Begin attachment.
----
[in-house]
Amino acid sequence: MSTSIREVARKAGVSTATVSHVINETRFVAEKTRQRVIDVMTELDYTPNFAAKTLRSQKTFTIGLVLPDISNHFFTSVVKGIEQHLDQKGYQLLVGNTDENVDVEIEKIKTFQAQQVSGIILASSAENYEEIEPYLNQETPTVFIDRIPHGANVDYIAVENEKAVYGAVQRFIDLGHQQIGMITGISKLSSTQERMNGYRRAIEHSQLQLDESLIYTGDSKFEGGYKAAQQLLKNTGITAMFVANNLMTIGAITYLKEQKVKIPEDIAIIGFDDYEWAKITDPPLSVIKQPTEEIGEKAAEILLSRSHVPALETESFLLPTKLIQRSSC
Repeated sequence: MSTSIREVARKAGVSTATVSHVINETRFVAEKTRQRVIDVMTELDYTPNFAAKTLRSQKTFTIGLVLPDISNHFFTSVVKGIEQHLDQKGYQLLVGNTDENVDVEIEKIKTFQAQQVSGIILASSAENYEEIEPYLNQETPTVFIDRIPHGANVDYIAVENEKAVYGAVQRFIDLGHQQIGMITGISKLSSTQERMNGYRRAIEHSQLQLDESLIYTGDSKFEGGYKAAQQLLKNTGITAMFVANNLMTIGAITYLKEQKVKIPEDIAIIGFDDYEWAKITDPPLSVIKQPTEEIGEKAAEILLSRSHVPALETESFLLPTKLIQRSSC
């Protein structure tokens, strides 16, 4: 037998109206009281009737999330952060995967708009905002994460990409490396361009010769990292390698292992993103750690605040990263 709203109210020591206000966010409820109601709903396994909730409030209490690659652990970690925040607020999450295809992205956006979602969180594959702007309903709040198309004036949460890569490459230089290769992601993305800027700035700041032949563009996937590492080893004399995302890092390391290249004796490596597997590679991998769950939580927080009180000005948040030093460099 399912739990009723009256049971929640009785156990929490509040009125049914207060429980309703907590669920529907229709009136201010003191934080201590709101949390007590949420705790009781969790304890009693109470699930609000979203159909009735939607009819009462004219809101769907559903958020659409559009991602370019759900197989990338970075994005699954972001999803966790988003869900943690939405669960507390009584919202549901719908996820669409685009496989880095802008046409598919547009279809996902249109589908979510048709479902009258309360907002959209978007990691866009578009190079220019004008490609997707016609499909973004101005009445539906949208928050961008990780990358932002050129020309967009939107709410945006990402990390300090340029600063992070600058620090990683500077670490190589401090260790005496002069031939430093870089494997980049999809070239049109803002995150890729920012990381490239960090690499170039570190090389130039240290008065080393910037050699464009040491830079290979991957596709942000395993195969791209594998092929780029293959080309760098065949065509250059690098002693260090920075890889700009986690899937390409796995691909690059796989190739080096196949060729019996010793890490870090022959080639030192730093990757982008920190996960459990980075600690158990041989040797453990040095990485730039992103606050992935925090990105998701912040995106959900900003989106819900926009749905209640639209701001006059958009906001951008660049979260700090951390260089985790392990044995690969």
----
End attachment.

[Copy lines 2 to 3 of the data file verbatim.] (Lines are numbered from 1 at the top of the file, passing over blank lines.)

Amino acid sequence: MSTSIREVARKAGVSTATVSHVINETRFVAEKTRQRVIDVMTELDYTPNFAAKTLRSQKTFTIGLVLPDISNHFFTSVVKGIEQHLDQKGYQLLVGNTDENVDVEIEKIKTFQAQQVSGIILASSAENYEEIEPYLNQETPTVFIDRIPHGANVDYIAVENEKAVYGAVQRFIDLGHQQIGMITGISKLSSTQERMNGYRRAIEHSQLQLDESLIYTGDSKFEGGYKAAQQLLKNTGITAMFVANNLMTIGAITYLKEQKVKIPEDIAIIGFDDYEWAKITDPPLSVIKQPTEEIGEKAAEILLSRSHVPALETESFLLPTKLIQRSSC
Repeated sequence: MSTSIREVARKAGVSTATVSHVINETRFVAEKTRQRVIDVMTELDYTPNFAAKTLRSQKTFTIGLVLPDISNHFFTSVVKGIEQHLDQKGYQLLVGNTDENVDVEIEKIKTFQAQQVSGIILASSAENYEEIEPYLNQETPTVFIDRIPHGANVDYIAVENEKAVYGAVQRFIDLGHQQIGMITGISKLSSTQERMNGYRRAIEHSQLQLDESLIYTGDSKFEGGYKAAQQLLKNTGITAMFVANNLMTIGAITYLKEQKVKIPEDIAIIGFDDYEWAKITDPPLSVIKQPTEEIGEKAAEILLSRSHVPALETESFLLPTKLIQRSSC